To maintain a car battery’s charge, especially in winter, is it enough to run the car for a while (30 minutes or so) every week or does it have to be driven? Thanks!
For the battery itself, it is best to put it on a trickle charger or remove the terminals completely, depending on how long the car will remain unused.
It is better for the rest of the car to be driven periodically and brought up to full operating temperature and highway speed. You also will want to treat the fuel tank and fuel system with a stabilizer so that the fuel does not separate.
My 79 Chevy pickup makes, at best, an annual trip to home depot and is now parked for the winter with a load of 400+ romance novels.
Staybil fuel stabilizer in both tanks.
Solar trickle charger laying on the dash, plugged into the lighter. ( battery tender for inside parking )
Vinyl tire covers to protect against UV rot.
Fabric vehicle cover.
Thanksgiving week I had to move it to make room for Dad’s car…
vrooom, started right up, give or take some carburetor coaxing, the battery stayed strong.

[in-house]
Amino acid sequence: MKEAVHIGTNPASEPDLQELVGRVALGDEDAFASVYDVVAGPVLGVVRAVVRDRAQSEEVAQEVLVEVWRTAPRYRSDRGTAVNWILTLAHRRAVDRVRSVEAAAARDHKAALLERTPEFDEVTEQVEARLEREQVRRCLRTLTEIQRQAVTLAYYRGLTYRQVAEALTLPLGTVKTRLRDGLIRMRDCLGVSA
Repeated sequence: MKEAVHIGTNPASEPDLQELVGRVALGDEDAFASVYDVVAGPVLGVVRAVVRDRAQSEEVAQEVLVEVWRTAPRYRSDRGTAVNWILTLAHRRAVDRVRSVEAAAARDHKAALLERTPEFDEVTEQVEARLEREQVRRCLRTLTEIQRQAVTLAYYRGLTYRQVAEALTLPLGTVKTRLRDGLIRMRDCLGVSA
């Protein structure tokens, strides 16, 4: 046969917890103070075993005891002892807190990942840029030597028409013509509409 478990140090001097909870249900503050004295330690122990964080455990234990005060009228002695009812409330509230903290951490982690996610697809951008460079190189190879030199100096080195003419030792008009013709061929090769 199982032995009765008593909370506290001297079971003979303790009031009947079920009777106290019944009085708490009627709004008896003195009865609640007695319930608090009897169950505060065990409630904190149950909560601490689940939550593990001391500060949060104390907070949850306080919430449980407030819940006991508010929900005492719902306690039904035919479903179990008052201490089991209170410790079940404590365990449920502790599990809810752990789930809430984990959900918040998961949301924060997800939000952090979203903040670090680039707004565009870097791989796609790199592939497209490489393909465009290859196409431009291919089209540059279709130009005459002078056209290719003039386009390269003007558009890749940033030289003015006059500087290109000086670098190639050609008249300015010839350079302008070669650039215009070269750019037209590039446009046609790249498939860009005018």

Transmission leak is diagnosed to be fault of NOT driving and warming up everything else.
Thank you, mleich and ken green. A related question: I don’t plan to let the car sit unused all winter, but how often need I drive it? Every week? If I go away for about 2 weeks, will the car start when I get back? We just had a brand new Mopar battery put in.
I think you’ll be good for only two weeks away. My car sits that long at the airport sometimes.
Once a month should do for a rarely used vehicle.
Driving is better than idling for trans, seals, bearings etc.
Two weeks should be no problem if the battery is good. You only need to drive it every few weeks to keep the battery charged, but you should drive it 20-30 minutes.
Just running the engine is not a good idea. Better to let it sit than to start it and let it idle.